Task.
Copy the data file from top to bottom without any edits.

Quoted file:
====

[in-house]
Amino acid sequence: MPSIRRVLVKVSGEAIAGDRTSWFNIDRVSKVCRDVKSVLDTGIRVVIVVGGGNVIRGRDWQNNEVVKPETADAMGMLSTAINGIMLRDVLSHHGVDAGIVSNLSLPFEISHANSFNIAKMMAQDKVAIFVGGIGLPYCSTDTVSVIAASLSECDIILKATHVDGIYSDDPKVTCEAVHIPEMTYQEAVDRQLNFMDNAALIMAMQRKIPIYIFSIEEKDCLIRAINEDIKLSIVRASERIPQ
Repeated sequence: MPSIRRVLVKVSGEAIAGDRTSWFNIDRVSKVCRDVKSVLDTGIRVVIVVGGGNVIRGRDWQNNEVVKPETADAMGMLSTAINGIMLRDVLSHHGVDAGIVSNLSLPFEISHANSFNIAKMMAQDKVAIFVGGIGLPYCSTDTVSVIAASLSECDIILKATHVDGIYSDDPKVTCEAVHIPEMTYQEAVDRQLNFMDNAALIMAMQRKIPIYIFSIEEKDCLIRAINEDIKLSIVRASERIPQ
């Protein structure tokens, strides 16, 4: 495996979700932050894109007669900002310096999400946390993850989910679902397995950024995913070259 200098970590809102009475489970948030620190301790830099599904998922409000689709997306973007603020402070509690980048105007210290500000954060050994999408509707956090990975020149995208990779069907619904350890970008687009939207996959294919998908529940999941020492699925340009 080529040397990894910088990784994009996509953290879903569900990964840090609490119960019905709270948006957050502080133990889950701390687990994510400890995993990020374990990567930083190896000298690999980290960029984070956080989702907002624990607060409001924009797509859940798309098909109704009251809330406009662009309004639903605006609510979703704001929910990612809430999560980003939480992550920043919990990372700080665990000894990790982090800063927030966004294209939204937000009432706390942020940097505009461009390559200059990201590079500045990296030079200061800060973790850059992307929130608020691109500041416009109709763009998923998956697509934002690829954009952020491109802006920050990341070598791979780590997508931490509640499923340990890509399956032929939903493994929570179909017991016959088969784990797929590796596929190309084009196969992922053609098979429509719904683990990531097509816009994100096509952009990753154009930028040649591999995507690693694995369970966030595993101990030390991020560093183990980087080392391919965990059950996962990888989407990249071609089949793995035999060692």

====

[in-house]
Amino acid sequence: MPSIRRVLVKVSGEAIAGDRTSWFNIDRVSKVCRDVKSVLDTGIRVVIVVGGGNVIRGRDWQNNEVVKPETADAMGMLSTAINGIMLRDVLSHHGVDAGIVSNLSLPFEISHANSFNIAKMMAQDKVAIFVGGIGLPYCSTDTVSVIAASLSECDIILKATHVDGIYSDDPKVTCEAVHIPEMTYQEAVDRQLNFMDNAALIMAMQRKIPIYIFSIEEKDCLIRAINEDIKLSIVRASERIPQ
Repeated sequence: MPSIRRVLVKVSGEAIAGDRTSWFNIDRVSKVCRDVKSVLDTGIRVVIVVGGGNVIRGRDWQNNEVVKPETADAMGMLSTAINGIMLRDVLSHHGVDAGIVSNLSLPFEISHANSFNIAKMMAQDKVAIFVGGIGLPYCSTDTVSVIAASLSECDIILKATHVDGIYSDDPKVTCEAVHIPEMTYQEAVDRQLNFMDNAALIMAMQRKIPIYIFSIEEKDCLIRAINEDIKLSIVRASERIPQ
């Protein structure tokens, strides 16, 4: 495996979700932050894109007669900002310096999400946390993850989910679902397995950024995913070259 200098970590809102009475489970948030620190301790830099599904998922409000689709997306973007603020402070509690980048105007210290500000954060050994999408509707956090990975020149995208990779069907619904350890970008687009939207996959294919998908529940999941020492699925340009 080529040397990894910088990784994009996509953290879903569900990964840090609490119960019905709270948006957050502080133990889950701390687990994510400890995993990020374990990567930083190896000298690999980290960029984070956080989702907002624990607060409001924009797509859940798309098909109704009251809330406009662009309004639903605006609510979703704001929910990612809430999560980003939480992550920043919990990372700080665990000894990790982090800063927030966004294209939204937000009432706390942020940097505009461009390559200059990201590079500045990296030079200061800060973790850059992307929130608020691109500041416009109709763009998923998956697509934002690829954009952020491109802006920050990341070598791979780590997508931490509640499923340990890509399956032929939903493994929570179909017991016959088969784990797929590796596929190309084009196969992922053609098979429509719904683990990531097509816009994100096509952009990753154009930028040649591999995507690693694995369970966030595993101990030390991020560093183990980087080392391919965990059950996962990888989407990249071609089949793995035999060692």